Blogs: Paul Pillar

The Impulsive Approach to Managing Alliances

Anti-Iranism in the Trump Administration

Leninist Foreign Policy Comes to Washington

Paul Pillar

The one instance in U.S. foreign policymaking since World War II that involved a major redirection that was run out of a White House vest pocket and excluded the normal policymaking machinery, and that in retrospect was successful, was Nixon and Kissinger’s opening to China in the early 1970s.  One look at the personnel in corresponding positions in the current administration makes it immediately clear that this experience cannot be taken as a model.  Mr. Bannon, you’re no Henry Kissinger.  Neither are you, Mr. Flynn.  (And Mr. Trump, you’re no Nixon, at least as far as acumen about foreign affairs is concerned.)  Even Kissinger himself later said that his method of running foreign policy and gaming the bureaucracy was so bizarre and so dependent on his own unusual skill set that no one else should ever try to run foreign policy the same way.

There was one other big decision in recent times for which there was no policy process and no opportunity for the relevant departments and bureaucracies to weigh in.  There never were, in this case, any meetings in the Situation Room or any options papers that ever considered whether the decision to be taken was a good idea.  This was the decision to launch the Iraq War of 2003.  The deputy secretary of state at the time, Richard Armitage, later commented, “There was never any policy process to break, by Condi [Rice] or anyone else.  There never was one from the start.  Bush didn’t want one, for whatever reason.”

And we all know how well that one worked out. 

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An Order That Will Increase Terrorism

Paul Pillar

The one instance in U.S. foreign policymaking since World War II that involved a major redirection that was run out of a White House vest pocket and excluded the normal policymaking machinery, and that in retrospect was successful, was Nixon and Kissinger’s opening to China in the early 1970s.  One look at the personnel in corresponding positions in the current administration makes it immediately clear that this experience cannot be taken as a model.  Mr. Bannon, you’re no Henry Kissinger.  Neither are you, Mr. Flynn.  (And Mr. Trump, you’re no Nixon, at least as far as acumen about foreign affairs is concerned.)  Even Kissinger himself later said that his method of running foreign policy and gaming the bureaucracy was so bizarre and so dependent on his own unusual skill set that no one else should ever try to run foreign policy the same way.

There was one other big decision in recent times for which there was no policy process and no opportunity for the relevant departments and bureaucracies to weigh in.  There never were, in this case, any meetings in the Situation Room or any options papers that ever considered whether the decision to be taken was a good idea.  This was the decision to launch the Iraq War of 2003.  The deputy secretary of state at the time, Richard Armitage, later commented, “There was never any policy process to break, by Condi [Rice] or anyone else.  There never was one from the start.  Bush didn’t want one, for whatever reason.”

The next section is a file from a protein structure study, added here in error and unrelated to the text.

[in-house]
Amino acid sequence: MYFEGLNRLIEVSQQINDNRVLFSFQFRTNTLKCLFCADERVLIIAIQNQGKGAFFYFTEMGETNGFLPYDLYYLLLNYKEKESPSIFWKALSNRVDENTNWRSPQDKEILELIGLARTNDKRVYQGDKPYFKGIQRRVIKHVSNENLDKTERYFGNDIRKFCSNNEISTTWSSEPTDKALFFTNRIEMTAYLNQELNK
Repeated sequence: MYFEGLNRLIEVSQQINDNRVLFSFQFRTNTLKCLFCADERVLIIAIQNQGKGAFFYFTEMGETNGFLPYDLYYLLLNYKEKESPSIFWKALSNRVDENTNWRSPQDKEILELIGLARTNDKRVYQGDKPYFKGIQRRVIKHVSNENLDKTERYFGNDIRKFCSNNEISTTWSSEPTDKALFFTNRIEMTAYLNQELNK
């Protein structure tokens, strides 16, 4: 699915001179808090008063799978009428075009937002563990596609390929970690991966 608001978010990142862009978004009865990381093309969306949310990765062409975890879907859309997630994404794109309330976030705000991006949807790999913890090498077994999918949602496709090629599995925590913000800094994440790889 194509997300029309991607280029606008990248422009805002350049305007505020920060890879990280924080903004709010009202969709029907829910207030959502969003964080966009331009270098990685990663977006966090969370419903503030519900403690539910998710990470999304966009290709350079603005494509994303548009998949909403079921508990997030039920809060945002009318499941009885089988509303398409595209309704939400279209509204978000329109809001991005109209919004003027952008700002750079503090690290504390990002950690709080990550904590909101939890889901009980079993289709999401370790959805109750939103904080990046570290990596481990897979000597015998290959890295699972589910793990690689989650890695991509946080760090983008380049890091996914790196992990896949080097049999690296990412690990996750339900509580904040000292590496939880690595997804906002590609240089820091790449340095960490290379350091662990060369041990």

And we all know how well that one worked out. 

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The Big Lie and Foreign Policy

Paul Pillar

The one instance in U.S. foreign policymaking since World War II that involved a major redirection that was run out of a White House vest pocket and excluded the normal policymaking machinery, and that in retrospect was successful, was Nixon and Kissinger’s opening to China in the early 1970s.  One look at the personnel in corresponding positions in the current administration makes it immediately clear that this experience cannot be taken as a model.  Mr. Bannon, you’re no Henry Kissinger.  Neither are you, Mr. Flynn.  (And Mr. Trump, you’re no Nixon, at least as far as acumen about foreign affairs is concerned.)  Even Kissinger himself later said that his method of running foreign policy and gaming the bureaucracy was so bizarre and so dependent on his own unusual skill set that no one else should ever try to run foreign policy the same way.

There was one other big decision in recent times for which there was no policy process and no opportunity for the relevant departments and bureaucracies to weigh in.  There never were, in this case, any meetings in the Situation Room or any options papers that ever considered whether the decision to be taken was a good idea.  This was the decision to launch the Iraq War of 2003.  The deputy secretary of state at the time, Richard Armitage, later commented, “There was never any policy process to break, by Condi [Rice] or anyone else.  There never was one from the start.  Bush didn’t want one, for whatever reason.”

And we all know how well that one worked out. 

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